The Meal Kits Crowding Problem


Meal kits, at a quick glance, are a lucrative business — according to the latest installment of the PYMNTS Subscription Commerce Tracker, the projected value of meal kit subscription sales is estimated to hit $3 billion this year. It sounds like a massive figure, but is less than 1 percent of the $1.3 trillion Americans will spend on food this year.

Still, if there were only one or two players in the segment, 2018 would be looking pretty great for those meal kit subscription service providers. But the segment is far more crowded than that with players — there are subscriptions for vegans, gluten-free eaters, Paleo eaters, organic enthusiasts. Name a food preference and it is safe to assume that there is at least one specialty meal kit player hoping to literally cater to that niche.

And meal kit subscription services are plagued with an incredibly high churn rate — 19 percent of U.S. adults have tried a meal kit service, but of that 19 percent, only 38 percent are still subscribing. Among consumers, 39 percent of respondents who tried a service only used it once, and 26 percent used it for under a month. Only 9 percent said they subscribed for half a year or longer. The main reason for churn was cost: Among those who said they never used a meal kit beyond the initial free trial box, 59 percent reported that expense was the deciding factor.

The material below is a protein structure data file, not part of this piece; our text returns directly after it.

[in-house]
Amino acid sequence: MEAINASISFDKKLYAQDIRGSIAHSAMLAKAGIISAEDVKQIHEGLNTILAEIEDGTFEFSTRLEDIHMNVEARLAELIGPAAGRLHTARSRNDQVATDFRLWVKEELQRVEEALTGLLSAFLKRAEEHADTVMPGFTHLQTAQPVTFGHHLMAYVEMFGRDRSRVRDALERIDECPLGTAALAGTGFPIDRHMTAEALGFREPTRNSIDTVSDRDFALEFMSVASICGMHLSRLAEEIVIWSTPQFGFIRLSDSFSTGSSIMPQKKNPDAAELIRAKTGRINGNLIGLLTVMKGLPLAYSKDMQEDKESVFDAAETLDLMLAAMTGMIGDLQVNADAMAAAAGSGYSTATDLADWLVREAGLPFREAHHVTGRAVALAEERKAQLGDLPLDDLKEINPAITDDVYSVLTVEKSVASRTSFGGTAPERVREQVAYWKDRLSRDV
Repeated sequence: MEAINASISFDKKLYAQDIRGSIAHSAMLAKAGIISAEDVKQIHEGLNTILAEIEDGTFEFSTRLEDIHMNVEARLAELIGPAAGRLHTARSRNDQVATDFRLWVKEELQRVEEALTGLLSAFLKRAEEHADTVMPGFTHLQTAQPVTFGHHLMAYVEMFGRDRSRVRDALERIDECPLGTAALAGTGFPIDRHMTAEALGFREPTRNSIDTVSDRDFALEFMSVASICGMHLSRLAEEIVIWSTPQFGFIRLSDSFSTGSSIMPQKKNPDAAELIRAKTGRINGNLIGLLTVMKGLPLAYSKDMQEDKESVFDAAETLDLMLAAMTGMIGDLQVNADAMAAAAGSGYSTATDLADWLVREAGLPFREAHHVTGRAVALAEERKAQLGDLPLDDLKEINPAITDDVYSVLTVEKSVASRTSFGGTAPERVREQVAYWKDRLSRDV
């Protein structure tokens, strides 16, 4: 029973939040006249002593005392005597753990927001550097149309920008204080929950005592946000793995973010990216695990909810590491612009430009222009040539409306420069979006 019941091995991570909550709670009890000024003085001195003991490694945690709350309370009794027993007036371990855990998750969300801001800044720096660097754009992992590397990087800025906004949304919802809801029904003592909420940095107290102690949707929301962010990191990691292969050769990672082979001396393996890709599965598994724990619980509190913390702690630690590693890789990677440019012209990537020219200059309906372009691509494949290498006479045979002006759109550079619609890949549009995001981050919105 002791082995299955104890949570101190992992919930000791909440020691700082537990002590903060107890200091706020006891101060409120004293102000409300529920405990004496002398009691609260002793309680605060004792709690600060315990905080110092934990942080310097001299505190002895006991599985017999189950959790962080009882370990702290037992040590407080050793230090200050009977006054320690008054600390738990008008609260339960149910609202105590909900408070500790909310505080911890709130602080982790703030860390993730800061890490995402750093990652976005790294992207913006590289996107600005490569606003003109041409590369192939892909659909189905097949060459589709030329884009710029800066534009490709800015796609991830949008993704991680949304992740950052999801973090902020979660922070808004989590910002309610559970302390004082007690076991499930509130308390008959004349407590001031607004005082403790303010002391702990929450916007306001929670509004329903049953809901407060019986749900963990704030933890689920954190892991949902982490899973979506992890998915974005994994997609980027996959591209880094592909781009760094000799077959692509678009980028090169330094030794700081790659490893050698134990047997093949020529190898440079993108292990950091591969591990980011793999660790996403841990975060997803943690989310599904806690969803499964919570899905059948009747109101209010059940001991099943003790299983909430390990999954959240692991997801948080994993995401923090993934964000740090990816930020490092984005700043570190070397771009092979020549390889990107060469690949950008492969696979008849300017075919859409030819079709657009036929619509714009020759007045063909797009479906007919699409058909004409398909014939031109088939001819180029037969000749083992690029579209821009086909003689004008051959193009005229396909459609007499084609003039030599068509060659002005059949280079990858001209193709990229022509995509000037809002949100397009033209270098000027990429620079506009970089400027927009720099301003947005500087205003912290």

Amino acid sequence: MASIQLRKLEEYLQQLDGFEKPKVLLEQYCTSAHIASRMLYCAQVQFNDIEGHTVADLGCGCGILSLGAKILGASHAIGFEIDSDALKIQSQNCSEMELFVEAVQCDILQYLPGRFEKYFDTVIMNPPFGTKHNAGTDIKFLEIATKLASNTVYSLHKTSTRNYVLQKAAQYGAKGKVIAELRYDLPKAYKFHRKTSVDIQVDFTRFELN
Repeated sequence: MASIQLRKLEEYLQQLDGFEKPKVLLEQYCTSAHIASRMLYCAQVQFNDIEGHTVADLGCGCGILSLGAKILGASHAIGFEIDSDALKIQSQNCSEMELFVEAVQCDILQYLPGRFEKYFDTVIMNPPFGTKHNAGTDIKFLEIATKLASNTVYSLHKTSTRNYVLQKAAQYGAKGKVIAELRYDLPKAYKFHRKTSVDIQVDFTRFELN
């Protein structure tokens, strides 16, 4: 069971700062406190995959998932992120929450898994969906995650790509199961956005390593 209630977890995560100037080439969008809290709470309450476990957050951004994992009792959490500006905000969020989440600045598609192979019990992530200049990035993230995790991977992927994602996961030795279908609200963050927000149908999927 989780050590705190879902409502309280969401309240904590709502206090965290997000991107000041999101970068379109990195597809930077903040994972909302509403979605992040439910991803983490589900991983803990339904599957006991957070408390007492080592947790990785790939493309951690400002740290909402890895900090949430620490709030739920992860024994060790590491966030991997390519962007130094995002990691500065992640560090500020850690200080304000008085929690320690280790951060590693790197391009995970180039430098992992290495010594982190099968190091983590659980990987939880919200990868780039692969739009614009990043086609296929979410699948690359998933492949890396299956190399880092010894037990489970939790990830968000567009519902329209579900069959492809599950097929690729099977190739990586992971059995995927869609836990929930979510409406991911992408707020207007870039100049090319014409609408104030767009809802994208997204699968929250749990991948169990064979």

And the already crowded and churn-laden environment has a new competitor stepping into the ring: grocery delivery services, a market that is on track to reach $100 billion by 2025. Online grocery delivery is less expensive than meal kit services — Amazon Prime members in 30 U.S. metros get free Whole Foods Market delivery as a perk of membership — and more flexible. The subscription box will only come once a week, but grocery delivery can be there in two hours.

Will meal kit subscription survive? The competition is stiff, as there’s a lot to chew on there.

But before writing off meal kits, it bears remembering that newspapers have, in recent days, mostly been written off as a dead letter in terms of subscription models. In the age of the internet, no one is going to pay for a content subscription, right? Well, the New York Times’ recent Q2 2018 profit of $24 million due to an increase of digital-only subscribers tells a different story.